Globally investors are now moving towards physical assets or tangibles, away from financial assets such as equities and bonds. Gold and silver have emerged as the top-performing asset class in 2022 after a poor show in the second half of 2020 and throughout 2021.
The two precious metals, gold and silver, are up nearly 5 percent each during the year so far against an 8 percent decline in the Dow Jones Industrial Average – the bellwether of the global equity market.
Historically, gold does well when traditional assets struggle to deliver. The yellow metal is also a good hedge against inflation and an alternative to fiat or official currencies for storing wealth for the long term.
Similarly, bond prices across the world are declining as the yields or the interest rates rise. For example, the yield on the benchmark United States 10-year treasury bond is up by around 50 basis points during the year so far, rising from 1.5 percent at the end of 2021 to close to 2 percent on Wednesday.
The yield on India’s 10-year government bonds is also up around 30 basis points year-to-date despite the best efforts of the Reserve Bank of India to bring down the yields. Higher yields lead to lower bond prices and vice versa.
Industrial commodities or tangibles have done even better. The crude oil prices are up nearly 20 per cent year-to-date with Brent Crude rising from around $77/barrel at the end of 2021 to around $94/bbl on Wednesday. The London Metal Exchange Index (LMEX), which tracks the prices of six-key base metals including aluminium, copper, zinc, Nickel, Lead and Tin, is up over 7 percent year to date.
Most analysts expect this trend to stay for a while given the recent changes in the world economy and geopolitics.
The last three decades were golden years for risk assets such as equity and bonds fuelled by a slew of tailwinds. These factors included a steady decline in interest rates in the world’s major economies, low inflation, business deregulation, a cut in corporate taxes, a boom in cross border trade and the peace dividend provided by the end of the Cold War in 1991.
For example, the Dow Jones Industrial Average Index that tracks the stock price of the United States top 30 companies is up more than 10 times in the last 30-years appreciating at a compounded annual growth rate (CAGR) of 8.1 per cent since 1992. India’s equity benchmark BSE Sensex on the other went up nearly 30X during the period up from 1880 at end of March 1992 to close at 57,232 on Wednesday. This translated into CAGR returns of 12 per cent for Indian equity investors during the period.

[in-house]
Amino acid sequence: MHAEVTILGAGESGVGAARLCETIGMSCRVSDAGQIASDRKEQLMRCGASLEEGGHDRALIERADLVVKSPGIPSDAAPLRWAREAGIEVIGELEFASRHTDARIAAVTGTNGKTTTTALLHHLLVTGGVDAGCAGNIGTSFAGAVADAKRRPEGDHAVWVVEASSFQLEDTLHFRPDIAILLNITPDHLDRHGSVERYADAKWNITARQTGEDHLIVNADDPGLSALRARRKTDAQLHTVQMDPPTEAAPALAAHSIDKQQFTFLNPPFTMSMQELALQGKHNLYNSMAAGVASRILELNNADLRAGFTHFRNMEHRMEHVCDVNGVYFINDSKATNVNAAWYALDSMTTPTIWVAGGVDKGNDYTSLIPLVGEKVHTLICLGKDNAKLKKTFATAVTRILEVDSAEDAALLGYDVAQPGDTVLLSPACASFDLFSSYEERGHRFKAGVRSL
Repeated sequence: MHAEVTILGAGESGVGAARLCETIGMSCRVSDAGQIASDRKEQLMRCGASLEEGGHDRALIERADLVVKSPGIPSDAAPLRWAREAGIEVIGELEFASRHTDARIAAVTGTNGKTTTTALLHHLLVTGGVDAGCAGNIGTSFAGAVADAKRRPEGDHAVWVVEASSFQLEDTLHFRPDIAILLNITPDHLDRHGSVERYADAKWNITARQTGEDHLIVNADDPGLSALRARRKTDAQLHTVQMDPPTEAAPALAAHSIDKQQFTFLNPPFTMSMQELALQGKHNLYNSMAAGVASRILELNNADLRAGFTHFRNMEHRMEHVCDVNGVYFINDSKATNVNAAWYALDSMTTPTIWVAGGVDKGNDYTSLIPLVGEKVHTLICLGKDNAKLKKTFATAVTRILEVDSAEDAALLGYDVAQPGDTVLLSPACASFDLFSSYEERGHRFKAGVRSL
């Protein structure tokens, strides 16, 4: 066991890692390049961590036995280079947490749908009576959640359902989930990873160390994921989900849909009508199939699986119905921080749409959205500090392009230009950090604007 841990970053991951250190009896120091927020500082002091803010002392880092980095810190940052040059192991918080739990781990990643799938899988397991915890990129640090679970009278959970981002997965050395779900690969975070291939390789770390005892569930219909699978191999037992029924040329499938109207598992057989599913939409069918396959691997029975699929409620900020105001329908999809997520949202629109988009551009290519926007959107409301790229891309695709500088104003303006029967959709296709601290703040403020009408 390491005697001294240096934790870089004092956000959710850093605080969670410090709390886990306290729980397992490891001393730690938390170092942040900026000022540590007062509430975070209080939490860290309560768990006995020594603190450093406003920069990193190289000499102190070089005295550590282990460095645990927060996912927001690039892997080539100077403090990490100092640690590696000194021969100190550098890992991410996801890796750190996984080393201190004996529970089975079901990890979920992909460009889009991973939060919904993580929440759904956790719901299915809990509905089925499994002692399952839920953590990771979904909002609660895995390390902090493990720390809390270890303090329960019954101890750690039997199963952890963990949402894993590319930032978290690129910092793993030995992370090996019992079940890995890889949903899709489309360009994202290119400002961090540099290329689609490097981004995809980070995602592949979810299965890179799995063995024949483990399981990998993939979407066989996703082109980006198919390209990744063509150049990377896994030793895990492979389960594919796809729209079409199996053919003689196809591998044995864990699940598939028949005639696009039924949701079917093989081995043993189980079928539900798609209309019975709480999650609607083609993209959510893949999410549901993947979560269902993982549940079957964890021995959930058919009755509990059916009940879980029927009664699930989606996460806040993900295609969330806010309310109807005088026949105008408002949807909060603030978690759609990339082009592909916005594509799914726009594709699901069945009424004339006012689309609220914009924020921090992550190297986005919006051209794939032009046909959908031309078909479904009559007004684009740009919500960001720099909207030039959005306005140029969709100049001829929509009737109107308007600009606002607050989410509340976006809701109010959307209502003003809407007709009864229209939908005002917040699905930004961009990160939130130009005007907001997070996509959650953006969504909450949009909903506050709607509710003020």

Many of these tailwinds are now turning into headwinds putting pressure on risk assets and it shows in the recent performance of the equity and the bond markets.
This is creating uncertainty in the global economy and raising costs for consumers and producers. The end result will be a decline in consumer demand and higher operating costs and lower profit margins for corporations. This will put stock prices under check in the foreseeable future.
Continued uncertainty in the global economy coupled with geopolitical tension such as the standoff between the West and Russia over Ukraine will fuel safe-haven investment in precious metals such as Gold and silver.
A rise in yields and higher inflation on the other hand are likely to support higher prices for energy and industrial metals. The metal and energy prices will also get a boost from American and European Union sanctions on Russia given that the country is one of the world’s top energy and industrial metal producers.
FPIs have sold nearly $3 billion worth of stocks in the secondary market during the month of February so far.
Analysts expect selling by FPIs to intensify once the US Federal Reserve starts raising interest rates in April this year. Besides, India’s economic growth and corporate earnings face significant downside risks from a rise in crude oil prices and a slowdown in public spending next fiscal as the country battles with record-high national debt.
The relative calm in the Indian equity market provides a good window of opportunity for Indian investors to reduce their exposure to direct equity and mutual funds and make additional investments in gold and silver.
They should however stay invested in commodity and energy producers such as top oil & gas and metal producers that are likely to gain from a rise in energy and metal prices.
Traditionally, gold and silver should not be more than 10 percent of your investment portfolio.
The investment in precious metals should further be split 70:30 between gold and silver. In the short-term many metal analysts expect a correction in gold and silver prices after a strong rally in February. Investors can use that to add precious metals to their portfolios.
(Karan Deo Sharma is a Mumbai-based finance and equity markets specialist).